NBA Draft: Kings reportedly sold on taking DeMarcus Cousins with the No. 5 pick

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DeMarcus Cousins may not be the most agreeable player in the draft, but he has to be among the most talented. Cousins’ combination of size, skills, and potential has many scouts swooning, yet it seems like teams in the lottery are looking for reasons not to take him. Obviously no coach or GM wants to give themselves a perpetual headache if there are other options available (and the general appreciation of Derrick Favors’ game gives decision-makers the way out they so desperately crave), even if Cousins turns out to be a hell of a player.

That has to stop somewhere, as one lucky lottery team was going to watch Cousins fall into their lap. That team is apparently the Sacramento Kings; Yahoo’s Adrian Wojnarowski reported that the Kings will take Cousins with the No. 5 pick in this year’s draft, ending his mini-slide and leaving the Warriors and Pistons in the cold.

DeMarcus isn’t coming into the league as a professional per se, but he’s still a hell of a prospect. Statistically speaking, his ability to do serious damage in limited minutes should have NBA fans salivating. He averaged 25.8 points and 16.8 rebounds per 40 minutes in his freshman season at Kentucky, and that level of elite production will be handed over to an NBA team ready to utilize his 6’10” frame.

Character matters, and there are many aspects of Cousins’ personality that would qualify as turn-offs. The same is true of Kobe Bryant and LeBron James. I don’t mean to inflate expectation by dropping Cousins’ name in with those two, but they stand as proof that flawed people can still be incredible players. DeMarcus is admittedly of a different breed, but as long as he’s producing on the court and not making too much of a mess off of it, he’s worth the trouble.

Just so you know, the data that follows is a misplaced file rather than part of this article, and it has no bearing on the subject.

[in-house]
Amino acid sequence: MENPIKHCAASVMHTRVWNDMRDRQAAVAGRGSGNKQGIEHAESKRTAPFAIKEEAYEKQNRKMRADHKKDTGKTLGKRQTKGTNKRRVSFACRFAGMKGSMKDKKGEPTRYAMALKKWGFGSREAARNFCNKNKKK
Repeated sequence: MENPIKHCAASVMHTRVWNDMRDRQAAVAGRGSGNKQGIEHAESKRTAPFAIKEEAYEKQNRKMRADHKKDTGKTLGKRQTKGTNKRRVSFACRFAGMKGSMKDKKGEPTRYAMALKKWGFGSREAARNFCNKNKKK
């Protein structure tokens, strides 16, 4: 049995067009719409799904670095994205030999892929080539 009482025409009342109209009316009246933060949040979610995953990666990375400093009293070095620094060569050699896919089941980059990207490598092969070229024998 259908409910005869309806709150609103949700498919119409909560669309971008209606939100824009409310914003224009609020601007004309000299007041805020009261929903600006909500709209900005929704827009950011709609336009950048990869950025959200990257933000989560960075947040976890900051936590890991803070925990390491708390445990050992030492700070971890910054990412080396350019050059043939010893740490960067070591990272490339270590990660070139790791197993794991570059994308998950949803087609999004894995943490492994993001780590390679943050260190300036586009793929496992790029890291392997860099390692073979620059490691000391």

Gordon Hayward goes behind Jordan Clarkson’s back with dribble

Gordon Hayward, Nick Young
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Utah’s Gordon Hayward abused the Lakers’ Jordan Clarkson on this play.

First, Hayward reads and steals Clarkson’s poor feed into the post intended for Kobe Bryant, then going up the sideline he takes his dribble behind Clarkson’s back to keep going. It all ends in a Rudy Gobert dunk.

Three quick takeaways here:

1) Gordon Hayward is a lot better than many fans realize. He can lead this team.

2) It’s still all about the development with Clarkson, and that’s going to mean some hard lessons.

3) Hayward may have the best hair in the NBA, even if it’s going a bit Macklemore.

(Hat tip reddit)

Could Tristan Thompson’s holdout last months? Windhorst says yes.

2015 NBA Finals - Game Five
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VIZZINI: “So, it is down to you. And it is down to me.”
MAN IN BLACK nods and comes nearer…
MAN IN BLACK: “Perhaps an arrangement can be reached.”
VIZZINI: “There will be no arrangement…”
MAN IN BLACK: “But if there can be no arrangement, then we are at an impasse.”

That farcical scene from The Princess Bride pretty much sums up where we are with the Tristan Thompson holdout with the Cleveland Cavaliers, minus the Iocane powder. (Although that scene was a battle of wits in the movie and this process seems to lack much wit.) The Cavaliers have put a five-year, $80 million offer on the table. Thompson wants a max deal (or at least a more than has been offered), but he also doesn’t want to play for the qualifying offer and didn’t sign it. LeBron James just wants the two sides just to get it done.

Brian Windhorst of ESPN thinks LeBron could be very disappointed.

Windhorst was on the Zach Lowe podcast at Grantland (which you should be listening to anyway) and had this to say about the Thompson holdout:

“I actually believe it will probably go months. This will go well into the regular season.”

Windhorst compared it to a similar situation back in 2007 with Anderson Varejao, which eventually only broke because the then Charlotte Bobcats signed Varejao to an offer sheet. Thompson is a restricted free agent, meaning the Cavaliers can match any offer, but only Portland and Philadelphia have the cap space right now to offer him a max contract. Neither team has shown any interest in doing so.

And so we wait. And we may be waiting a while.